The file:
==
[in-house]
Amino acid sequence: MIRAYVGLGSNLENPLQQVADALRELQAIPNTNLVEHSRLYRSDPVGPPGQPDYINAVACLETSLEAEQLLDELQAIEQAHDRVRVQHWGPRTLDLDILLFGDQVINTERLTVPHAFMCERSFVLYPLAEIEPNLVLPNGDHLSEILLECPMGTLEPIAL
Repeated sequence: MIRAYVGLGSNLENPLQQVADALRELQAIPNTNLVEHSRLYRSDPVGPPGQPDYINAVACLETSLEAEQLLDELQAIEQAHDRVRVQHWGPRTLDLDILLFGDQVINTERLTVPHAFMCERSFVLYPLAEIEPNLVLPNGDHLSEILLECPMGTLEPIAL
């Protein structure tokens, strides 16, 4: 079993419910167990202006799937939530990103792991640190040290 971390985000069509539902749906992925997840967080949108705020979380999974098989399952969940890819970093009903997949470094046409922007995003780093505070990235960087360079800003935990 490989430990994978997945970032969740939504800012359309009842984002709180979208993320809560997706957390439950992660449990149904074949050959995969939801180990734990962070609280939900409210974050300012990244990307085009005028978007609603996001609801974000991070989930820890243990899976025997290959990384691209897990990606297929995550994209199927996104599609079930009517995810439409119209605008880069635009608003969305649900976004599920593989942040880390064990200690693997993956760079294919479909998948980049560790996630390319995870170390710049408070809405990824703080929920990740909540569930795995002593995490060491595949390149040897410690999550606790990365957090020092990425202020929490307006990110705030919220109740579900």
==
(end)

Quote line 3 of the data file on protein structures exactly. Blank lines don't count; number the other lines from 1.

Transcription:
Repeated sequence: MIRAYVGLGSNLENPLQQVADALRELQAIPNTNLVEHSRLYRSDPVGPPGQPDYINAVACLETSLEAEQLLDELQAIEQAHDRVRVQHWGPRTLDLDILLFGDQVINTERLTVPHAFMCERSFVLYPLAEIEPNLVLPNGDHLSEILLECPMGTLEPIAL